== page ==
For my eighth birthday, my parents gave me a sky-blue bike with a white basket.
It was much bigger than the old pink bike I'd learned to ride a year or two before, and I was so pleased with it that at the first opportunity, I ran outside to try it out. At the time, we lived in Kenner, La., and the place where my best friend and I played and rode bikes was the parking lot that ran between our row of townhomes and the field behind them, which we were forbidden to enter because it was full of snakes. I rode the new bike around the parking lot for a while (this was much safer than it sounds, since we lived at the closed end of the lot and there was no through traffic) and then, for some reason, I decided that I was going to ride alongside the curb and stop the bike by putting my foot down on the sidewalk.
I wasn't athletic in the sense of being good at sports, but I was a little monkey of a kid and did all sorts of things that made my parents gasp, like shinnying up trees and riding my bike with no hands and leaping off the landing on our front stairs. I couldn't see any reason why I shouldn't be able to use my sneaker as a brake, and in theory, I suppose it ought to have worked, but it didn't. I took my right foot off the pedal as I approached the curb, and I remember stretching my leg out toward the concrete -- and then, in less than the blink of an eye, I was inside my house, in the downstairs bathroom, crying and in pain, with my own bloodied face staring back at me from the mirror.
My mother was washing the dirt out of my scrapes with a wet cloth, and I asked her, "Did it really happen?" I had no idea why I had asked or what "it" was -- I could see I was hurt, but I had no memory of getting hurt. Upon further questioning, my parents told me that I'd come running inside under my own power, screaming all the way. They said I'd fallen, and I believed them, but I couldn't remember it. I couldn't remember getting up or coming inside, either. There wasn't a gap in my memory; there wasn't even a flicker. I'd been putting my foot down to stop, and now I was here, and I didn't understand any of it.
I hadn't been wearing a helmet, of course -- it was 1979, and the only people who wore helmets were Evel Knievel and those guys on CHiPs. My head had bounced off the concrete like a watermelon when I fell, and our neighbor, who was a nurse, looked me over and said I probably had a mild concussion. I spent the rest of that day lying on the couch and most of the following two or three days feeling vaguely sick, and then I was fine. But for literally years afterward, those missing minutes of my life bothered me. I tried to remember what had happened -- had my pedal hit the curb? Had the bike fallen on top of me? How long had I lain there before I got up and ran inside? -- but there was nothing.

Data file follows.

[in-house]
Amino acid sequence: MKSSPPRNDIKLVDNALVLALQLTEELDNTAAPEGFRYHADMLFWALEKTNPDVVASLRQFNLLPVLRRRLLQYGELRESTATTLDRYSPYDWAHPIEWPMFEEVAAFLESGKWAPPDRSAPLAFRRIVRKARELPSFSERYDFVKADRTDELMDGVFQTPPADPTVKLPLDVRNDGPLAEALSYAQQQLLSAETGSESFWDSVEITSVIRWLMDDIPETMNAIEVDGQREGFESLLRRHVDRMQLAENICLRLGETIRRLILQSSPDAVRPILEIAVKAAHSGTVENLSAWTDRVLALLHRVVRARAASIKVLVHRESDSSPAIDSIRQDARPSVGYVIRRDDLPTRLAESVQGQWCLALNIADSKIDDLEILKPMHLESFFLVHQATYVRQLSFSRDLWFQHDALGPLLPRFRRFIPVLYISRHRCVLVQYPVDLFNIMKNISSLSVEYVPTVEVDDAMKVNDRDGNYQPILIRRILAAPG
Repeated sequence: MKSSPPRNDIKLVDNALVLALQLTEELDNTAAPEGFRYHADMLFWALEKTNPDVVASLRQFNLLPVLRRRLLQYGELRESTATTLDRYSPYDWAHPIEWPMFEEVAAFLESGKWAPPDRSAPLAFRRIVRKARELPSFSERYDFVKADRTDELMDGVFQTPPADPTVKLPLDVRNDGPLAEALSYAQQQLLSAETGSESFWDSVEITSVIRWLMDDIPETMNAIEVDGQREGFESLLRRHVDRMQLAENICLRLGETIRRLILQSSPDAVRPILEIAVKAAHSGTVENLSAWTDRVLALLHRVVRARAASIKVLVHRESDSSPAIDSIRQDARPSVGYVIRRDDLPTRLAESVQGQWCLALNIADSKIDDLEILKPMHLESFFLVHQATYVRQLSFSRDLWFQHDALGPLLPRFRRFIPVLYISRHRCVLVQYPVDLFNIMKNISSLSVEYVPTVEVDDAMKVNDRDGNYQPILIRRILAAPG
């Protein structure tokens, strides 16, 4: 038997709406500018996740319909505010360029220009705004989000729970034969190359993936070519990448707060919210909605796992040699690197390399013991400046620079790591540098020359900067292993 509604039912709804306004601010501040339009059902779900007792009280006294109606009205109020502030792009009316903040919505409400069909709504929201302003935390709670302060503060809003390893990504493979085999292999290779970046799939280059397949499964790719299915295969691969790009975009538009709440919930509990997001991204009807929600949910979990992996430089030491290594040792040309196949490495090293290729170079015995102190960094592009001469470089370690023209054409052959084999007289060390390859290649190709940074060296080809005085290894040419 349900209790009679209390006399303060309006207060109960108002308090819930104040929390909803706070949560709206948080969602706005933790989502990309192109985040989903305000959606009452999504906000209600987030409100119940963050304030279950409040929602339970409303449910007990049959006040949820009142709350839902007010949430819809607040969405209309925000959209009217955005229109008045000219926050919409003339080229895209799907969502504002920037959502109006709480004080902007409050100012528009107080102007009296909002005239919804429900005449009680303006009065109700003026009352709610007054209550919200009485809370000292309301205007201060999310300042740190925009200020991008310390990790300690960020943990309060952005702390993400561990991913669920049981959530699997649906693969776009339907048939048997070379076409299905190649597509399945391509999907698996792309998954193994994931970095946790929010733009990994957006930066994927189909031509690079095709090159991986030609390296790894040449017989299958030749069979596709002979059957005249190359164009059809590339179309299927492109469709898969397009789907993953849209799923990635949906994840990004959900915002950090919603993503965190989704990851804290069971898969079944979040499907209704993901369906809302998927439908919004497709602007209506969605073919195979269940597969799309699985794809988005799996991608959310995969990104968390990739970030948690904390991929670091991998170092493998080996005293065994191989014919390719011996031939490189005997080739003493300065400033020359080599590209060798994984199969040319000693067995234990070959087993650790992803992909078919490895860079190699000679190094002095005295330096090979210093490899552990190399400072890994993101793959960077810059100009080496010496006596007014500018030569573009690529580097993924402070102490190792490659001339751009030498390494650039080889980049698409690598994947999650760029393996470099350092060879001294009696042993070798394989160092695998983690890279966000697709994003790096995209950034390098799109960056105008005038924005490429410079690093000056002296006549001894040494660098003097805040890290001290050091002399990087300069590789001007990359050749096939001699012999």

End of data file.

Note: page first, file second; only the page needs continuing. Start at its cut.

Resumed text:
I didn't expect to have that creeping sense of unreality about anything else in my lifetime, but on the day P died, there it was, just as it had been all those years before. Something had happened to me that was so big, so traumatic, that my brain couldn't cope with it and kept trying to skip over it. When G and I came home from the hospital that afternoon, she wanted to draw pictures, and since I didn't know what else to do, I said we could. I sat there on the living-room floor with a green marker in my hand, outwardly calm and composed, inwardly thinking Did it really happen? A few hours before it had been a normal morning, and now in what seemed like less than a blink, our family was gone, and I couldn't believe it. Even now, when I recall what happened that day -- turning around, the look of his eyes, 911, CPR, the room at the back of the ER, the tube down his throat, the dried blood on his lips -- my first thought is How could something like that happen? How could he just have been dead like that? In our home, in our bed, how? Was it real? Was it?
And of course it was real, the way my accident was real, but I don't think it's ever going to seem any more real to me than that fall I can't remember. I'm not in denial; I know P is gone and no matter how much I long to, I will never see him again. Every day that goes by without him proves that. But the actual physical fact of his death -- that it happened just like that, while I was looking the other way -- is impossible to encompass. And if forgetting it were as easy as knocking myself over the head, I'd be looking for a bike to fall off right now.